Kloster Eberbach was founded in 1136 by Bernard of Clairvaux as the first Cistercian monastery on the east bank of the Rhine, on the site of a previous monastic foundation of Adalbert of Mainz, which had been occupied at first by Augustinian canons and then by Benedictine monks, which had however failed to establish itself.

Eberbach soon became one of the largest and most active monasteries of Germany. At its height in the 12th and 13th centuries, the population is estimated to have been about 100 monks and over 200 lay brothers.

Eberbach Abbey was also very successful economically, principally as a result of profits from the cultivation of vineyards and the production of wine. At least 14 members of the family of the Counts of Katzenelnbogen were buried in the church. Among them was Count Johann IV of Katzenelnbogen, who was the first to plant Riesling vines, in a new vineyard in the nearby village of Rüsselsheim, when the monks of Eberbach were still growing red grapes such as Grobrot, the earliest grape variety recorded in Eberbach.

The abbey suffered severe damage during the Thirty Years' War, beginning with the attack of the Swedish army in 1631. Many valuable items from the church and the library were looted, and the monks were forced to flee, of whom only 20 returned in 1635 to begin a laborious reconstruction.

The 18th century however was a period of great economic success: surviving accounts show that the abbey profits were regularly invested on the Frankfurt money market. The final decline set in with the French Revolution. After the Reichsdeputationshauptschluss the abbey was dissolved on 18 September 1803 and with its assets and territory became the property of Prince Friedrich Augustus of Nassau-Usingen.

The lands passed from Nassau-Usingen in 1866 to Prussia, and from 1945 have formed part of the State of Hesse. The premises were put to a variety of uses. A lunatic asylum was accommodated here until 1873 (the forerunner of the Zentrum für Soziale Psychiatrie Rheinblick) and until 1912 a prison. Management of the vineyards and wine production has continued in state hands. After considerable structural work Eberbach serves inter alia as a venue of international importance for cultural events and displays, and as a film location, as for example for Umberto Eco's The Name of the Rose (1985).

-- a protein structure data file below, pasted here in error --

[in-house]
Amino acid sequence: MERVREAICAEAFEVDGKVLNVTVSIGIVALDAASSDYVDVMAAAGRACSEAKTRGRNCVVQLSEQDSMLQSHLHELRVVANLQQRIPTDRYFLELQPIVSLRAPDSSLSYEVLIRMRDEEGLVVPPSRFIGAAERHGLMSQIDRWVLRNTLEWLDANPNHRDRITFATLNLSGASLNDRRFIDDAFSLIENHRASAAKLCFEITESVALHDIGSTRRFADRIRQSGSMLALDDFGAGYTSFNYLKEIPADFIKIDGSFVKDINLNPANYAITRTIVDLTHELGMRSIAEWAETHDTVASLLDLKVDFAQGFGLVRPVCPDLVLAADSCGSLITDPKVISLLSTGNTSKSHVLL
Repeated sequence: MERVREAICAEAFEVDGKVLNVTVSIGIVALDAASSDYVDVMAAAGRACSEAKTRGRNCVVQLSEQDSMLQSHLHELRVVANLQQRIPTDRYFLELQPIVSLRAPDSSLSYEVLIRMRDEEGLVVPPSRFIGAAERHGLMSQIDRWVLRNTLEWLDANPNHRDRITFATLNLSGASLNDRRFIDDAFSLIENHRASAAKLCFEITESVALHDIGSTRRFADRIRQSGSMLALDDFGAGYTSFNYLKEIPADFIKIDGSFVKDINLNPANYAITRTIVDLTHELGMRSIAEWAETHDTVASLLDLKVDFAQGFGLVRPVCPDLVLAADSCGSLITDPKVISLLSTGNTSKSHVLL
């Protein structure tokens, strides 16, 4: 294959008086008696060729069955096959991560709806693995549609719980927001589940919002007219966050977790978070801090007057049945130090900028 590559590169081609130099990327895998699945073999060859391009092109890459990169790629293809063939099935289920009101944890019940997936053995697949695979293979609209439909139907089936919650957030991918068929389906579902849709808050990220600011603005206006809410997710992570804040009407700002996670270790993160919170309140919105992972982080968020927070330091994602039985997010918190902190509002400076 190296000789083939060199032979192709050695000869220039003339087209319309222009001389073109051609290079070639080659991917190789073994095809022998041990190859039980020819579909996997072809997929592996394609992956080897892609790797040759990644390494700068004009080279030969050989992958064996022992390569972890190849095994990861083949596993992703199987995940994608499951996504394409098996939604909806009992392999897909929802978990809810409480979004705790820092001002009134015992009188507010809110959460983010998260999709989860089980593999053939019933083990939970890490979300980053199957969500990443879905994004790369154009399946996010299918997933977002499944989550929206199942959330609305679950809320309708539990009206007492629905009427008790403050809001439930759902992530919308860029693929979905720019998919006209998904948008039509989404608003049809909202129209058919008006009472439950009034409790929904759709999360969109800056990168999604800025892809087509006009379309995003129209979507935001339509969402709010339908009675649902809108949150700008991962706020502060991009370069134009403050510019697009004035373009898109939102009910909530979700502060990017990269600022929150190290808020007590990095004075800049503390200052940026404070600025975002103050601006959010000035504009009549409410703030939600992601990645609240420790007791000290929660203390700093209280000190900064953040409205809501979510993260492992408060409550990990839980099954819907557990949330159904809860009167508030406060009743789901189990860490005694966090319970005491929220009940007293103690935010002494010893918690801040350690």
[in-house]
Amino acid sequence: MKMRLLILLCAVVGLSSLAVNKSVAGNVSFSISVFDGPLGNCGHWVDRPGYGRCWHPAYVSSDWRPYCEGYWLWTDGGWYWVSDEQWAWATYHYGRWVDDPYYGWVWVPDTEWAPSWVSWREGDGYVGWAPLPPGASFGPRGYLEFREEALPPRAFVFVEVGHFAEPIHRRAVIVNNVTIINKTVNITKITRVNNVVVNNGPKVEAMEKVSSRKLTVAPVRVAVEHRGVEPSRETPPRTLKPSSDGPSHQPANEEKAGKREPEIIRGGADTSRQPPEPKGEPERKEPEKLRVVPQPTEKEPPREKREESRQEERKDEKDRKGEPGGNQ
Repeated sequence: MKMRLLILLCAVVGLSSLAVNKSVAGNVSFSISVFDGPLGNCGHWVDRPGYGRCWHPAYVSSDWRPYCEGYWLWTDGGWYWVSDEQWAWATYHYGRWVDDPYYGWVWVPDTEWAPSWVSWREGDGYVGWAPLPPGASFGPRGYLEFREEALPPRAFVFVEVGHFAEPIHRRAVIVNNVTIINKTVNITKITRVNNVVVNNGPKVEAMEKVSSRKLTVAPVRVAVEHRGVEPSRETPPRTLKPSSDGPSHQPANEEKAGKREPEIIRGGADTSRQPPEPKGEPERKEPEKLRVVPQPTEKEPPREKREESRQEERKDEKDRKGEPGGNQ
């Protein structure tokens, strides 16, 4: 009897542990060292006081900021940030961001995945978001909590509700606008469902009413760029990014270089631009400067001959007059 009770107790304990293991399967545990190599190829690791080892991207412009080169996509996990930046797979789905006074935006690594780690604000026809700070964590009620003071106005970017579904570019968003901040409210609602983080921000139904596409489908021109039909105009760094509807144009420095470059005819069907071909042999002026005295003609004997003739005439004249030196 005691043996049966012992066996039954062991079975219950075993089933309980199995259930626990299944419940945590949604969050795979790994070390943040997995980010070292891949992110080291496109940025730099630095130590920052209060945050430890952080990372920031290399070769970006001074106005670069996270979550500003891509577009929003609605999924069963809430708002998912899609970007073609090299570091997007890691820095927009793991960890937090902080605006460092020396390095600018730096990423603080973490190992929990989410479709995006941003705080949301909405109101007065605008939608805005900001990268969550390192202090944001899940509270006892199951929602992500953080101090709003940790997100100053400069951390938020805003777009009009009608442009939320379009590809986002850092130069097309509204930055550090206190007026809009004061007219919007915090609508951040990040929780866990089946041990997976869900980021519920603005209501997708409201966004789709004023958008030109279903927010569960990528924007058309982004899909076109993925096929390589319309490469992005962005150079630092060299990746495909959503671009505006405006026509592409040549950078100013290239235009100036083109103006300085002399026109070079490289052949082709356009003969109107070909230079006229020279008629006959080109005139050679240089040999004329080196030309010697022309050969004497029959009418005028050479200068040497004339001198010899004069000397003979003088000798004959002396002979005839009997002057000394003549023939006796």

The buildings form one of the most impressive monastic sites in Germany, preserving structures of the highest quality from the Romanesque, Gothic and Baroque periods. A list of goods, the 'Oculus Memoriae', survives from as early as the year 1211, giving information on the possessions and premises of the abbey complex. The abbey church is a three-aisled Romanesque basilica with transept, containing the tombs of some of the Archbishops of Mainz.

On the night of 26 April 2005 the abbey suffered severe damage from flooding. This was due to heavy rain, which caused the Kisselbach river to overflow its banks, and the increased volume of water brought about the collapse of the 18th century storm drain under the abbey.

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Details

Founded: 1136
Category: Religious sites in Germany
Historical period: Hohenstaufen Dynasty (Germany)

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User Reviews

Jie Deng (2 years ago)
The place is not bad, history is also interesting, but the service is....,mainly fit the tickets front desk... We bought one audio tour, but it broken in the middle if the whole roundtour. In the whole roundtour, nothing to change, only way is totally going out to exchange, then even not sure the ticket can use second times or not. The frontdesk's attitude.................... NO SUGGESTION to rent the audiotour, machine is slow, and has a high chance broken in between.....
Barefoot Centipede (2 years ago)
Interesting religious construct famous for having being used for the shooting of"the Name of the Rose" The cellar and the wine pressers are quite impressive Possibility to purchase locally produced wine ? and liquors
Oksana T. (2 years ago)
Take it EASY and test the future at Kloster Eberbach Rheingau near Wiesbaden. A trip into the past is now combined with the future at Eberbach Monastery. Here in the Rheingau, future mobility is currently being tested. EASY stands for "Electric Autonomous Shuttle for You" and runs electrically on the pre-programmed route entirely without a driver. Wish have a safe journey into the future. You find here the great vines at Vinothek and surrounded by nature you can enjoy the culture at the easy way.
Ricardo Gomez-Acebo Calparsoro (2 years ago)
Amazing old Abbey and winery
Mixed Reality Traveler (3 years ago)
They shot lot of parts of the movie "In the name of the rose" (Umberto Eco) with Sean Connery at this place. It features a wine treasury and is famous for its historical background.
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